Then, back to the Standard where we lounged poolside (and in the pool to the horror of the Californians), with our littles while their auntie rested. Around five, we walked over to the new LA Live and the Grammy Museum which was remarkable and to my surprise, I actually liked/loved! Some heavy fantasy seventies retro styling happening in the exhibit...complemented by cool technology. There were magical interactives that spoke to the variety of music out there, lots of intriguing films about how a song comes together, the people involved in the making of music, interviews with producers about what they do, how they do it--and very little on the Grammys themselves. There is memorabilia, like sweet letters written by the artists, or the original manuscripts of songs--there are photos, instruments, and graphicss...stuff to feather a story to make it seem more human, humane, and a pursuit. It was cool to see how they spoke to the "art" of music making...and how the real filter, the real hand is the vision of the artist surrounded by all of these others who take it to the final. I particularly liked a film that spoke about session musicians and their ability to come in, look at the music once, sit down and deliver time and time again...without rehearsals etc. The prime group is a collection of musicians called the Wrecking Crew. Such heart, such professionalism, such craft. Amazing. Must see.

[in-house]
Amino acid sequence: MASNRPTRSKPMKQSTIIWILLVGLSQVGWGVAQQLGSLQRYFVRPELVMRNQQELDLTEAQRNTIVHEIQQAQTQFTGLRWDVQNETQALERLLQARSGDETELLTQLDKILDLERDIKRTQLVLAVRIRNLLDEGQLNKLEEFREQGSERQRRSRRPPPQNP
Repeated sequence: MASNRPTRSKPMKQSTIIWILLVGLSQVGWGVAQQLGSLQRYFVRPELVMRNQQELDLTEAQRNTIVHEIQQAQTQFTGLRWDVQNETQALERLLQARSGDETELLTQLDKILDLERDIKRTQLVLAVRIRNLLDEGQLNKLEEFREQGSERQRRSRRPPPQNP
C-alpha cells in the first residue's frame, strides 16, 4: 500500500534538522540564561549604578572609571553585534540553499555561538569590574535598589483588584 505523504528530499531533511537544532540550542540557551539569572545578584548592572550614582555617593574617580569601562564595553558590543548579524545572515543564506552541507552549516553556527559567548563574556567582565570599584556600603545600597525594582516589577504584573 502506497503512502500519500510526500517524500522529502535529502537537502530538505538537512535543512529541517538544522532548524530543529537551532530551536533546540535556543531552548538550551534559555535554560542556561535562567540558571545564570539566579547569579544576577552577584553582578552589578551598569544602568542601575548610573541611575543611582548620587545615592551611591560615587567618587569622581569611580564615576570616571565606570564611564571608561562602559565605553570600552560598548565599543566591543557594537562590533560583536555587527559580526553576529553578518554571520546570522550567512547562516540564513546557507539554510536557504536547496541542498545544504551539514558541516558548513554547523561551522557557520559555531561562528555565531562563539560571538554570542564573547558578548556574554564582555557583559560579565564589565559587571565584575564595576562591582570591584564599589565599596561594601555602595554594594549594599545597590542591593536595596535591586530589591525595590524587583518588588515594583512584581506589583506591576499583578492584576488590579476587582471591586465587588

Then onward to discover LA live which will prove to be amazing upon completion. LA Live is a series of musical venues and lounges (Luckystrike is a lounge/bowling alley) that feature live performances --with the Grammy Museum being the driver. All of this is next to the Staples Center--with amazing huge jumbotron signage, lots of kinetic displays and a big splashy plaza with a ESPN zone. Very Universal City, Very downtown Disney but with a real focus on live entertainment. This is brand new, but my bet is within a year, this will be a go to place.
On the way back to the hotel, we visited a wonderful chain, japanese grocery store (with steaming Bao to go) called Famima which we loved down to the Hello Kitty cellphone charms and green tea iced cream, green tea mints, and green tea drinks. Did I say, green tea is big here? I bought some erasers in the shape of sushi and a remarkable pentel correction pen with a fine point as something to try. I got Mandy some funny mints as a "we love you" as she has been watching Shady Grove for this trip for pay...but a little soupcon is nice too.
Today is our last day. Tomorrow home> via Philadelphia which is pretty much all day in transit. We have had a lovely time but I think we will all be ready for our own beds and not living on top of each other as we have. I have throughly enjoyed myself and this neighborhood exploration of LA. It had painted a new picture of the town for me along with not feeling as if we spent the entire time on the highways and biways getting from point a to point b...withouth much time to soak the local culture in. We have usually gone someplace for 2 days with generally 2 days in transit which has not really added up to the time/cash outlay, so this local (even on foot) approach has dimesionalized the life here, the neighborhoods, the cultures, and the culture available. But, back to our frosty plateau to work, school, crusades and illustration.